Friday, March 11, 2011

Whoa

Last night Julia and I were reminiscing about the way Genevieve used to say the word "squirrel" when she was a toddler. She had a lot of "baby words" when she was tiny, and most people outside our family either never heard her speak or couldn't understand her when she did. "Squirrel" was "whoa." Yes, whoa. Like you're halting a horse. And it wasn't just a random syllable she'd assigned to the animal; it was actually how "squirrel" came out of her mouth when she tried to form the sounds. Julia and I used to ask her to say it over and over again so we could erupt into peals of (loving) laughter every time. Luckily she never got insulted.

Genevieve doesn't remember it herself, but she thinks the story is funny too, so she doesn't mind when we chuckle about it even now. Whoa! I mean, seriously. How can you not think that's the cutest thing ever? Especially when it came out of this mouth?:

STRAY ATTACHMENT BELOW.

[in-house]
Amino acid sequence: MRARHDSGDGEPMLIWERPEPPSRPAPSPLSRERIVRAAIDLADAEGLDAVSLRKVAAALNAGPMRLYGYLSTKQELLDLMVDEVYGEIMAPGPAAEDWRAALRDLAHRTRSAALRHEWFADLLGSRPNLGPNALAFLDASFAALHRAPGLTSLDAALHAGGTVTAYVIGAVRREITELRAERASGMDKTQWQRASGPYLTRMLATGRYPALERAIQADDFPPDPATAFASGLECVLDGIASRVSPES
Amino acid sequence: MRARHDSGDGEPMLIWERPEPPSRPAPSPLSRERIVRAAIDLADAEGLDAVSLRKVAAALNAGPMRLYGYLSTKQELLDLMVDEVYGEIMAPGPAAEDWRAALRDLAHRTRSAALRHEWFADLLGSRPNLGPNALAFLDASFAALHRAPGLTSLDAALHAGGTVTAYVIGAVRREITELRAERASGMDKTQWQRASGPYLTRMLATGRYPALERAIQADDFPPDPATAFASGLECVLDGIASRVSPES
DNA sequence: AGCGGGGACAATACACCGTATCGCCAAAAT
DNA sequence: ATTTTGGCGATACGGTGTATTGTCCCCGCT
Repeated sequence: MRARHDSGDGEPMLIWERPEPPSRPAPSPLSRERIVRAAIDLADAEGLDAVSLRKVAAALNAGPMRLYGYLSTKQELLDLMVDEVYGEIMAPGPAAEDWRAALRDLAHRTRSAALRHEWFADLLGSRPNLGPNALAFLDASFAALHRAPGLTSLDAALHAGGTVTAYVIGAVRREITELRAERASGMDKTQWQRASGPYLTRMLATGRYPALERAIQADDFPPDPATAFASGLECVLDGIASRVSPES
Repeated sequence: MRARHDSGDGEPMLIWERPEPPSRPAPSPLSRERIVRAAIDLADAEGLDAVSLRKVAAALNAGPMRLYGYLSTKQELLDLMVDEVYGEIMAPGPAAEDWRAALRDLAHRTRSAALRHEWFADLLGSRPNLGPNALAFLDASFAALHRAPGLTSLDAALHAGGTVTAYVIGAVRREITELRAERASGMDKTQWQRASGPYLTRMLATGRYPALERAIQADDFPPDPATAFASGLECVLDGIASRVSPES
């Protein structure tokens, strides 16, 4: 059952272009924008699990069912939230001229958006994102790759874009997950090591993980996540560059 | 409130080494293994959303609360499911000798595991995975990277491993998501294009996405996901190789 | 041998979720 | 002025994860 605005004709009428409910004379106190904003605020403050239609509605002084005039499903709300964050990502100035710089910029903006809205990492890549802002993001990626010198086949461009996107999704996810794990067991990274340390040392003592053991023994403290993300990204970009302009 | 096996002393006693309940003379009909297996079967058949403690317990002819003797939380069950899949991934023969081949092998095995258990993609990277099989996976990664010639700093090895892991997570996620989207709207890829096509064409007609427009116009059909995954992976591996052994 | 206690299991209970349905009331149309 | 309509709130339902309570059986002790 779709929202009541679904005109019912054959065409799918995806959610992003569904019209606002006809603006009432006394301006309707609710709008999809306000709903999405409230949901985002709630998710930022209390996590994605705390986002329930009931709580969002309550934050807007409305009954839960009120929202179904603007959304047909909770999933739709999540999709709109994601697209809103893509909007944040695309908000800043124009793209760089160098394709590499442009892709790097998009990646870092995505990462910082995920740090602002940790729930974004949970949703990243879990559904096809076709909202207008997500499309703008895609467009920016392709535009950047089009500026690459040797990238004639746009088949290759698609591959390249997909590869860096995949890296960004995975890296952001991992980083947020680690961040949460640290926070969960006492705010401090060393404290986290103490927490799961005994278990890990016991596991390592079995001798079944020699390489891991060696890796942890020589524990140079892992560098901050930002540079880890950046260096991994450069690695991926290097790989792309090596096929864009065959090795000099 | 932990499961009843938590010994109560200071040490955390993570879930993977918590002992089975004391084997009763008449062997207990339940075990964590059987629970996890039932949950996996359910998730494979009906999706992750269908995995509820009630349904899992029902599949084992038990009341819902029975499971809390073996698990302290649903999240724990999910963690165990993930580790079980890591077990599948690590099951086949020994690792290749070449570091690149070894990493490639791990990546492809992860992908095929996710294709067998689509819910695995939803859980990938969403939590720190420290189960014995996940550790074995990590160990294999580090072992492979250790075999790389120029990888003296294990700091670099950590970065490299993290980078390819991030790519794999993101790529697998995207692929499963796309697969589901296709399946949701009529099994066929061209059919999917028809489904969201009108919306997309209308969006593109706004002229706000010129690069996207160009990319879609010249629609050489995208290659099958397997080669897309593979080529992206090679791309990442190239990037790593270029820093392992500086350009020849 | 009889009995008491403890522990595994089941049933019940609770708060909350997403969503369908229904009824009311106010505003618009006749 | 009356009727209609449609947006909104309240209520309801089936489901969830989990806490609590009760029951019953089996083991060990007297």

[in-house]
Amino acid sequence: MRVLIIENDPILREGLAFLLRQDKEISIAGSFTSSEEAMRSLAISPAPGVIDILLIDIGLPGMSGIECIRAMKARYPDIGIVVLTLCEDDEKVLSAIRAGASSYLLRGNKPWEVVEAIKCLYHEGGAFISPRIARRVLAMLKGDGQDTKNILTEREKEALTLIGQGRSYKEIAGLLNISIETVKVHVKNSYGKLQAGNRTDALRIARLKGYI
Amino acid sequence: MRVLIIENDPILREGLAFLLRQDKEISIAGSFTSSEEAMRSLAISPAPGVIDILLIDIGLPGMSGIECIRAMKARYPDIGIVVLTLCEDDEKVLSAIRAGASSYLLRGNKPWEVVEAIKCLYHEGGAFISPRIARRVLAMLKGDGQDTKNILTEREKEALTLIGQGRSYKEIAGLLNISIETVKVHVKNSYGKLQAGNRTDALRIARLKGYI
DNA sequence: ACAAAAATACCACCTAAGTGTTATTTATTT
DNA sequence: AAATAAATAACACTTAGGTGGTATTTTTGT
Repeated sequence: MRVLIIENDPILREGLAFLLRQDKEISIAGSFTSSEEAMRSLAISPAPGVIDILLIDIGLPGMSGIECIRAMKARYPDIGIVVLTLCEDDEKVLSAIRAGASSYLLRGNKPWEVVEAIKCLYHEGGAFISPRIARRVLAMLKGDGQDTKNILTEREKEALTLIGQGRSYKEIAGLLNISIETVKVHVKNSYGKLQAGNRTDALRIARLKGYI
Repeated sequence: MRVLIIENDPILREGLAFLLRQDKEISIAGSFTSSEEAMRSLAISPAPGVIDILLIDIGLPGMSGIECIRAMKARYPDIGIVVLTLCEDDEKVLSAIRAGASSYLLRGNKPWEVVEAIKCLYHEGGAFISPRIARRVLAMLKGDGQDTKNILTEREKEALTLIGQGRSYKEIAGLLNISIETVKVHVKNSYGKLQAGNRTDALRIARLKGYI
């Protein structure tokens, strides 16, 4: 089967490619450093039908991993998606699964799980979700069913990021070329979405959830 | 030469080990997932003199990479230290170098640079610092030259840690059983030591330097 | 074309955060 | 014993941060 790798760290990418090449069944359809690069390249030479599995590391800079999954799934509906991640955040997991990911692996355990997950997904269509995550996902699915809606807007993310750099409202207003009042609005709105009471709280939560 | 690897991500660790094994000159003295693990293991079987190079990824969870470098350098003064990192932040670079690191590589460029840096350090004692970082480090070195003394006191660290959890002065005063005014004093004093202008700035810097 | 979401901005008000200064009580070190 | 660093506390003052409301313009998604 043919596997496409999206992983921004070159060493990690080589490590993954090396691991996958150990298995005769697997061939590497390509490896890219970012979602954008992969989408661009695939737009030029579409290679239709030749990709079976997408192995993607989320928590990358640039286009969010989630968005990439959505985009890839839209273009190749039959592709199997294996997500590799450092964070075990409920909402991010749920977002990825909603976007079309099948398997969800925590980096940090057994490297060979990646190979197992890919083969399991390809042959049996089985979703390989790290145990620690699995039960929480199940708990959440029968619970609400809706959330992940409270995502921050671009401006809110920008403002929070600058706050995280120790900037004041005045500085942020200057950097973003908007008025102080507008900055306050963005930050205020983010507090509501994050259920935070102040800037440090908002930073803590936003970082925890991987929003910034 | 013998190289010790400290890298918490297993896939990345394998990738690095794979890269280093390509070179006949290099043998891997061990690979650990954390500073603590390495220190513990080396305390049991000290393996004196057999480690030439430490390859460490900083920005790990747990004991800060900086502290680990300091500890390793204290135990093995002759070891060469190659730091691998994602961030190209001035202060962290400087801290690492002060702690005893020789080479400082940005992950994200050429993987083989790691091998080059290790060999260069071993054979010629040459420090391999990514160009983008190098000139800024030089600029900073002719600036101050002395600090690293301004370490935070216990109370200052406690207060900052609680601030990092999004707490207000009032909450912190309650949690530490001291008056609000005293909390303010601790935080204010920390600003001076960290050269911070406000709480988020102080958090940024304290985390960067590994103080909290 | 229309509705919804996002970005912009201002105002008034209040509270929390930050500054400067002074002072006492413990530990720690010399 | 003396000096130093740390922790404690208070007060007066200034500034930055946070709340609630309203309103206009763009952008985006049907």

Anyway, last evening I was helping Julia do her spelling homework, and Genevieve was hanging out with us, observing. One of the words was "pearl," and when Genevieve asked me if I'd recited that one yet, I had to say, "What? Say that again." And she did. Pearl. Of course I couldn't stop laughing. "What? Pearl? Say it again." Because it wasn't quite "whoa," but it wasn't exactly "pearl" either. More like "poh-well." Only cuter and more hilarious.

Ah, yes. That's me: laughing at speech impediments since 2008.

3 comments:

Mnmom said...

I LOVE the way kids talk, and the way they mix up words and syllables. They become part of the family lexicon. At our house Jean said "computer" as "com-pee-kee-ter" with a hard emphasis on the r's. And Lina called tummy and head aches "tummy eggs" and "head eggs".

Rita said...

Oh my... that face. I cannot get past that face! Adorable!

Angela said...

Just visiting today from Lori's Funnystrange blog and found your post amusing - a nice trip down memory lane. My daughter is 9 now, but I always loved that, when she was a toddler, she had a thing for duplicate words. A backpack was a "pack-pack" and downtown was always "town-town." We used to love to ask her to tell her grandma where she was going and what she was bringing...and, yes, we made up excuses just to here her say, "I have my pack-pack all ready to go town-town."